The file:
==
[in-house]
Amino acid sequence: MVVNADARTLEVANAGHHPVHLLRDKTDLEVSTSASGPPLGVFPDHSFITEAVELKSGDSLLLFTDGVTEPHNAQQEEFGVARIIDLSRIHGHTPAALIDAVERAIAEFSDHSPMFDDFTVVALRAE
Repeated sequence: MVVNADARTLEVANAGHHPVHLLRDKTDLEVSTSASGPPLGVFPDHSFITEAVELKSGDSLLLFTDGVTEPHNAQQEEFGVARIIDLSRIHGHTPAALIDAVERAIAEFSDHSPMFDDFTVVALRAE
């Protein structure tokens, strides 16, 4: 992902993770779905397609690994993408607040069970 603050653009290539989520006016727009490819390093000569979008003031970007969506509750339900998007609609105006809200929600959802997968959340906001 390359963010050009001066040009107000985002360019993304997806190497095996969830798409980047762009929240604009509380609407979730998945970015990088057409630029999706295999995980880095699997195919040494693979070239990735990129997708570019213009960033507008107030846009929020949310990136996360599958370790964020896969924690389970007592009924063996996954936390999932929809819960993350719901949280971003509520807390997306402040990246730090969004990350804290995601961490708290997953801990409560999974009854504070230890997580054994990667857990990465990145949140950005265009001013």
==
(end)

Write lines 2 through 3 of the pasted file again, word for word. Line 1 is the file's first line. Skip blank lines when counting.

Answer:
Amino acid sequence: MVVNADARTLEVANAGHHPVHLLRDKTDLEVSTSASGPPLGVFPDHSFITEAVELKSGDSLLLFTDGVTEPHNAQQEEFGVARIIDLSRIHGHTPAALIDAVERAIAEFSDHSPMFDDFTVVALRAE
Repeated sequence: MVVNADARTLEVANAGHHPVHLLRDKTDLEVSTSASGPPLGVFPDHSFITEAVELKSGDSLLLFTDGVTEPHNAQQEEFGVARIIDLSRIHGHTPAALIDAVERAIAEFSDHSPMFDDFTVVALRAE